Latifian M.,Date Palm and Tropical Fruits Research Institute
Emirates Journal of Food and Agriculture | Year: 2012

This research has been carried out in Khuzestan province of Iran, to evaluate the effects of cultural practices on the lesser date moth infestation in date palm. Incidentally cluster-sampling and survey research method were applied. Sampling society divided to 30 plots then one sample was selected randomly in each plot. Fifteen trees were selected randomly in each plot and their infestations were evaluated. Different cultural management factors including tillage, fertilization, irrigation, pruning, chemical control, bunch covering and bunch arrangement were evaluated using questionnaire data. Correlation analyses were performed, and then management factors that had significant correlation with pest infestation were used for further multiple regression analysis. Based on correlation analysis, it is found that, bunch remnant pruning (r =-0.61), bunch covering (r =-0.55) and chemical control (r =-0.51) had suitable effects on decreasing the lesser date moth infestation. Multiple regression analysis showed that the effect of chemical control (cc), bunch remnant pruning (bp) and bunch covering (bc) increased respectively and sum of effects decreased the pest infestation. The ultimate formula of the model is % infestation = 1.664-0.464cc-0.427bp-0.234bc (and Durbinwatsonstatistic= 1.73). Integrated effects of all three factors together are better than the effects of each alone.

Mostaan A.,Date Palm and Tropical Fruits Research Institute
Biosystems Engineering | Year: 2016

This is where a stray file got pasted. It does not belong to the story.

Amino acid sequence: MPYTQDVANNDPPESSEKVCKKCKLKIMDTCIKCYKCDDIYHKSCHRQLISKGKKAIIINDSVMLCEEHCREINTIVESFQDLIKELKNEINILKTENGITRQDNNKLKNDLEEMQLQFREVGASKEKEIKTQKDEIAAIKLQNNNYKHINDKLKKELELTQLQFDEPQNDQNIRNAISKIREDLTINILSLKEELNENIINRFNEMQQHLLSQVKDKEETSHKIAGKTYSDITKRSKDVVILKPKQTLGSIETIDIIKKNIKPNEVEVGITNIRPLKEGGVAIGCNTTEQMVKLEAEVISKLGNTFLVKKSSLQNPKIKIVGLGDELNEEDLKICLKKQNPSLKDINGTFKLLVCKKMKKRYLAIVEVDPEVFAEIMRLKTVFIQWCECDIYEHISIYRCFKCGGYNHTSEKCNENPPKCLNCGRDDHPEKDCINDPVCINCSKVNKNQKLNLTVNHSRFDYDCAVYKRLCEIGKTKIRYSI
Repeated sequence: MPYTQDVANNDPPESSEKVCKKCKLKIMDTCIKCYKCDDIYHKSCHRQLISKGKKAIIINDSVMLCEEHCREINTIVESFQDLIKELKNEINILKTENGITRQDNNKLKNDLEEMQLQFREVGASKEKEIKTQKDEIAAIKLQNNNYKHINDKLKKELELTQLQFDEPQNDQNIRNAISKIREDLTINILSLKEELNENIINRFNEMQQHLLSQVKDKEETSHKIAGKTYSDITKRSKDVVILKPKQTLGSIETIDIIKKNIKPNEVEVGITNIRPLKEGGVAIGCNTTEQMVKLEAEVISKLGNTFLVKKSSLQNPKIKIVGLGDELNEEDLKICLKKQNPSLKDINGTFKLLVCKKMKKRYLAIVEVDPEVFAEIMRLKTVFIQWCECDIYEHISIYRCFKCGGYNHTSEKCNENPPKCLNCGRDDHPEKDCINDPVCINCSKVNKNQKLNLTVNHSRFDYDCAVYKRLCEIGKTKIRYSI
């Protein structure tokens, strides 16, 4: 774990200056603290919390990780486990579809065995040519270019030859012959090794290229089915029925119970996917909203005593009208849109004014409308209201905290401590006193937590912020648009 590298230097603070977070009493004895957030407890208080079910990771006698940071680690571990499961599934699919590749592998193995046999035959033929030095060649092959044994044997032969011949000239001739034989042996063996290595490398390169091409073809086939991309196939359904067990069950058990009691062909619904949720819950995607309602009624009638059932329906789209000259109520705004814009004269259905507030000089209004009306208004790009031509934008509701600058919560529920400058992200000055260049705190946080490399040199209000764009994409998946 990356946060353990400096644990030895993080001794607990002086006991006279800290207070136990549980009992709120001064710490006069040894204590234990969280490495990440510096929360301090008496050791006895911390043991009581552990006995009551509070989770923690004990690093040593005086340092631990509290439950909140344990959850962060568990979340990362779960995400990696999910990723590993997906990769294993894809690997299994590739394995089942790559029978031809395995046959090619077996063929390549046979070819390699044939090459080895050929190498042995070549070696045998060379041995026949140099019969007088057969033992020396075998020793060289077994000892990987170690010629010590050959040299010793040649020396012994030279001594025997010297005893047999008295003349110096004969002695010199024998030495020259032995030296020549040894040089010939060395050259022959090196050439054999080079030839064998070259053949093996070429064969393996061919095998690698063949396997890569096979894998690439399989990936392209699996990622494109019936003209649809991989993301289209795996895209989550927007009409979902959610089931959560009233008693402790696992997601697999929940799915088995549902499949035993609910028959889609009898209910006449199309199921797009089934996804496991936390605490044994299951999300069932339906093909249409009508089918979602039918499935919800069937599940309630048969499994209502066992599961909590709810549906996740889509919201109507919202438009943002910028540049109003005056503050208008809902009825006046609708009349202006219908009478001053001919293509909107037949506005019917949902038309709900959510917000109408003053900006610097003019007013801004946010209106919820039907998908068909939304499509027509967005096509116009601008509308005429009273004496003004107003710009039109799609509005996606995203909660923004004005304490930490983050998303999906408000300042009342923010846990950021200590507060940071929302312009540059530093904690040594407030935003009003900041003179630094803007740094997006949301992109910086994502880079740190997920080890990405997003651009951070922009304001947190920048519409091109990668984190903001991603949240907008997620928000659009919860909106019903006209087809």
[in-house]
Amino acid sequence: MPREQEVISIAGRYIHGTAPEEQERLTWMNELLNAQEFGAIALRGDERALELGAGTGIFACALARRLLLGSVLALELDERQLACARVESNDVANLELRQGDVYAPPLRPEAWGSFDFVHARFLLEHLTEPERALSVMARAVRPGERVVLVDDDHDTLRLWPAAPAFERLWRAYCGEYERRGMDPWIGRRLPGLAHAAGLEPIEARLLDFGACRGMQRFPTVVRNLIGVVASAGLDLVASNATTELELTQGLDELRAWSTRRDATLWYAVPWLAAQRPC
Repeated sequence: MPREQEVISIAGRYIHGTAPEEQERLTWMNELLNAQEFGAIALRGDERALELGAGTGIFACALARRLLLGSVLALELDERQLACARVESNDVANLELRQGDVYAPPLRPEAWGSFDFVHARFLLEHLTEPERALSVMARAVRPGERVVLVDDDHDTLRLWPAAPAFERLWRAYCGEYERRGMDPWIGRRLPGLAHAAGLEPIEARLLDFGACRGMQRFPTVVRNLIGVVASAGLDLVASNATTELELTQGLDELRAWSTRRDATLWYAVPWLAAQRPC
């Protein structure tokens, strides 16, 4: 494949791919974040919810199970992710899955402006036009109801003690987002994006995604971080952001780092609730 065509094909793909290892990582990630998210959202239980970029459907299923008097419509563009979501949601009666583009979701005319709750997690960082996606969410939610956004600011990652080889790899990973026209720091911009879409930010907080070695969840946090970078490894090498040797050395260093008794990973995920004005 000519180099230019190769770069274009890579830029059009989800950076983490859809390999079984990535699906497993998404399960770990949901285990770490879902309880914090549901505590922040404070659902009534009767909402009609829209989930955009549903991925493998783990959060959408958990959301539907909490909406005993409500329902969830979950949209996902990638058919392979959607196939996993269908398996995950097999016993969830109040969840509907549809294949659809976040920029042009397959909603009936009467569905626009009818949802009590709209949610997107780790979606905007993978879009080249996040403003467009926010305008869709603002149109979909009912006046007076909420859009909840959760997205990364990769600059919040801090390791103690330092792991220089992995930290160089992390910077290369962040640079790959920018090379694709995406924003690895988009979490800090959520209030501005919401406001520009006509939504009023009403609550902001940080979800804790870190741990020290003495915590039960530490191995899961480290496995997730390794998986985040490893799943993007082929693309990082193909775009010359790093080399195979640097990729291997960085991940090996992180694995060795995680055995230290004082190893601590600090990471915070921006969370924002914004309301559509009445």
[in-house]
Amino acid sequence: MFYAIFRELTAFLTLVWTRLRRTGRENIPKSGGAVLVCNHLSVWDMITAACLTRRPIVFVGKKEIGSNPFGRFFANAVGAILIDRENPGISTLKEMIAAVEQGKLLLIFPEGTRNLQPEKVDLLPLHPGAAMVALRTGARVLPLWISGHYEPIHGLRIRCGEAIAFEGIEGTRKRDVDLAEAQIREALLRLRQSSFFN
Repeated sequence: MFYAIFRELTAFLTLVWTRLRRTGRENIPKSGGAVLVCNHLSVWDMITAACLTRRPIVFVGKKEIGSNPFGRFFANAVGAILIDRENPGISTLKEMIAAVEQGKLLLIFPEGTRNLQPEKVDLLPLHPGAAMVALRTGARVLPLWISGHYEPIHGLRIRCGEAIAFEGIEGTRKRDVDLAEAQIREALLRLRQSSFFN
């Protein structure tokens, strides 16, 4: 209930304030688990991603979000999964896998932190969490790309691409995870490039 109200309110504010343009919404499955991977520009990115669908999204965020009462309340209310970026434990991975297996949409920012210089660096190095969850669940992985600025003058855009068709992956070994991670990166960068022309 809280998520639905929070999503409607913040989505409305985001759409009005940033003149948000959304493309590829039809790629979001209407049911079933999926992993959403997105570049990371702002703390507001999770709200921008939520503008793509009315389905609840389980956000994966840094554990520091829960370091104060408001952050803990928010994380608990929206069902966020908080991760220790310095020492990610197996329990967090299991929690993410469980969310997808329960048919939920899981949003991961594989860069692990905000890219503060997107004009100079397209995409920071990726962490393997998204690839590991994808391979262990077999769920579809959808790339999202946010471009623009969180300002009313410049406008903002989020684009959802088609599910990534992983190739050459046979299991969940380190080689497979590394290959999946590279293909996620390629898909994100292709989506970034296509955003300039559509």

The trends in the mechanisation of date palm production were reviewed and five key obstacles were identified: structural heterogeneity, impact of economic and social factors, changing nature of production cycle, lack of innovation in crown access, and the lack of mechanisation indices. A general date palm mechanisation framework was developed which could help understanding and studying the obstacles to mechanisation and derive factors through the principal concepts of revenue loss and availability of the skilled palm-tree climbing workers. Increasing the rate of operation rate with fewer workers would advance date palm production. This trend could be encouraged through lower machinery costs and higher worker safety. Potential advantages of ground-based mechanisation methods are presented through analytical formulation of crown access methods. The ground-based approach appears to be more efficient than conventional approaches using palm climbing or elevating because it simplifies the three-dimensional nature of the working environment into less complex two dimensions. Ground-based methods have limitations due to the increased difficulty of operating in crown zone with increasing palm height. An operational index was defined to help develop the mechanisation of date palm cultivation. The index can reveal the height limits affordability for any date palm mechanisation systems. For each specific mechanisation operation there could be a minimum or maximum height limit and/or a height gap. © 2016 IAgrE.